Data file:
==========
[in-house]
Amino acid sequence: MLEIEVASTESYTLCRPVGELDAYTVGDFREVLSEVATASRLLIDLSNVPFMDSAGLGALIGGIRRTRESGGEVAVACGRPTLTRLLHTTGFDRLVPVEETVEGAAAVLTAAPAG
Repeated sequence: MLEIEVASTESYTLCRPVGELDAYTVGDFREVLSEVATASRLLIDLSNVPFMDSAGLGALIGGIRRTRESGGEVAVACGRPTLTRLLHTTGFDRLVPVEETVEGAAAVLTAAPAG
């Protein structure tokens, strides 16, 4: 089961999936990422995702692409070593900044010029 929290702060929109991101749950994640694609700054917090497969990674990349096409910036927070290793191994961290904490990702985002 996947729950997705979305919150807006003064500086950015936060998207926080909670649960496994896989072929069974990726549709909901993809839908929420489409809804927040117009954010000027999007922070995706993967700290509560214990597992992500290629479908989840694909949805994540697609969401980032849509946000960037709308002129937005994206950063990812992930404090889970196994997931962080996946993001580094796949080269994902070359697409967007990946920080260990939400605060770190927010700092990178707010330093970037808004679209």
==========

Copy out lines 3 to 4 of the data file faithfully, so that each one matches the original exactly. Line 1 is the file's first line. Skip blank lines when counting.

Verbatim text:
Repeated sequence: MLEIEVASTESYTLCRPVGELDAYTVGDFREVLSEVATASRLLIDLSNVPFMDSAGLGALIGGIRRTRESGGEVAVACGRPTLTRLLHTTGFDRLVPVEETVEGAAAVLTAAPAG
């Protein structure tokens, strides 16, 4: 089961999936990422995702692409070593900044010029 929290702060929109991101749950994640694609700054917090497969990674990349096409910036927070290793191994961290904490990702985002 996947729950997705979305919150807006003064500086950015936060998207926080909670649960496994896989072929069974990726549709909901993809839908929420489409809804927040117009954010000027999007922070995706993967700290509560214990597992992500290629479908989840694909949805994540697609969401980032849509946000960037709308002129937005994206950063990812992930404090889970196994997931962080996946993001580094796949080269994902070359697409967007990946920080260990939400605060770190927010700092990178707010330093970037808004679209």